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Est. April 5, 2002
November 08, 2018 - Issue 763

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The Man Who Fell From the Sky

It all started several years ago. I conceptualized a story that dealt with race, justice, and revenge. I was interested in having the main character be Cape Verdean American in part to address the evolution of an African people who came to the USA voluntarily (beginning in the 19th century). A population, that I should add, that has both a different yet overlapping history with other African Americans (those of us brought to North America or the Caribbean in chains).

Through my “third eye” I came to envision the story, framing it as a murder mystery that takes place in 1970. But I still did not write it.

It took me a while to justify to myself that it was legitimate for a political activist, such as myself, who writes non-fiction, to delve into the world of fiction. I felt almost guilty, thinking that it might be perceived as frivolous. But one day on vacation with my wife and daughter I told them both the idea for this story. My daughter sat there not looking directly at me at first. She then said: “Dad, I think that you have an idea there. You need to write this. In fact, you might have an idea for a series.” My wife smiled and agreed with our daughter.

In 2016 I got to work on the first draft of the manuscript, completing it in about 3-4 months. I looked for an agent, since I know next to nothing about the world of fiction, and was totally unsuccessful obtaining someone. A friend of mine in the entertainment industry told me that agents are there for people who do not need help, and are not there for those of us who do. Whether that it is true or not I do not know, but I started to despair.

My luck changed when I ran into Tim Sheard, publisher for Hardball Press. I had met Tim in the past but we never spent any time together. He asked me what I was up to and I told him about the manuscript. He asked for the first chapter and a synopsis. He later contacted me and asked for the rest of the manuscript. The next thing I knew, he was offering me a contract.

And then the editing started!

Writing the book was a wonderful experience. Editing was hell. It is very challenging editing fiction and I learned an immense amount from Tim. But after more than a year of editing, the day has arrived and the book is ready for ‘prime time.’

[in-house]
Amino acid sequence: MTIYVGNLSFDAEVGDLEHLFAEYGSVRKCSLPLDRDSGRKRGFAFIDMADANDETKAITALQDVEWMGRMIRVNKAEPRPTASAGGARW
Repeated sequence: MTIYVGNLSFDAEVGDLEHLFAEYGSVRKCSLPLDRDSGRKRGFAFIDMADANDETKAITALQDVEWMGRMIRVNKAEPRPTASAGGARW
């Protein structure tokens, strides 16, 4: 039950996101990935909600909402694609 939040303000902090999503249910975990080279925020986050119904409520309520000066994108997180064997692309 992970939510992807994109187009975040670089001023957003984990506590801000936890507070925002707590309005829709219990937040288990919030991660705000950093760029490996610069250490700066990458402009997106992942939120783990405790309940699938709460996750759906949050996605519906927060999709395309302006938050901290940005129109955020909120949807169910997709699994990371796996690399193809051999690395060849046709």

I hope that you will go to Hardball Press (the book is also available through Amazon) and purchase a copy. The reviews that I have already received are phenomenal, if I say so myself.

Some people have asked me why I wrote The Man Who Fell From the Sky. I tell them that we all have stories contained in our heads that we want to tell. This was one such story. But it was also a way of discussing very real political and historical issues through a creative lens.

As I have come to learn, writing fiction brings with it certain risks. When one writes non-fiction, one exposes one’s thoughts and ideas. When one writes fiction, one exposes one’s soul and one’s heart. You are sometimes exposing demons or issues that you have grappled with. You may also expose hopes and aspirations. In either case, it is a tremendously exciting and valuable experience.

My hope is that you will enjoy The Man Who Fell From the Sky should you honor me by obtaining a copy. Editorial Board member and Columnist, Bill Fletcher, Jr., is a Senior Scholar with the Institute for Policy Studies, the immediate past president of  TransAfricaForum, and the author of “They’re Bankrupting Us” - And Twenty Other Myths about Unions and the novel The Man Who Fell From the Sky. He is also the co-author of Solidarity Divided: The Crisis in Organized Labor and a New Path toward Social Justice, which examines the crisis of organized labor in the USA. Mr. Fletcher is also Co-editor of "Claim No Easy VictoriesThe Legacy of Amilcar Cabral". Other Bill Fletcher, Jr. writing can be found at Contact Mr. Fletcher and BC.

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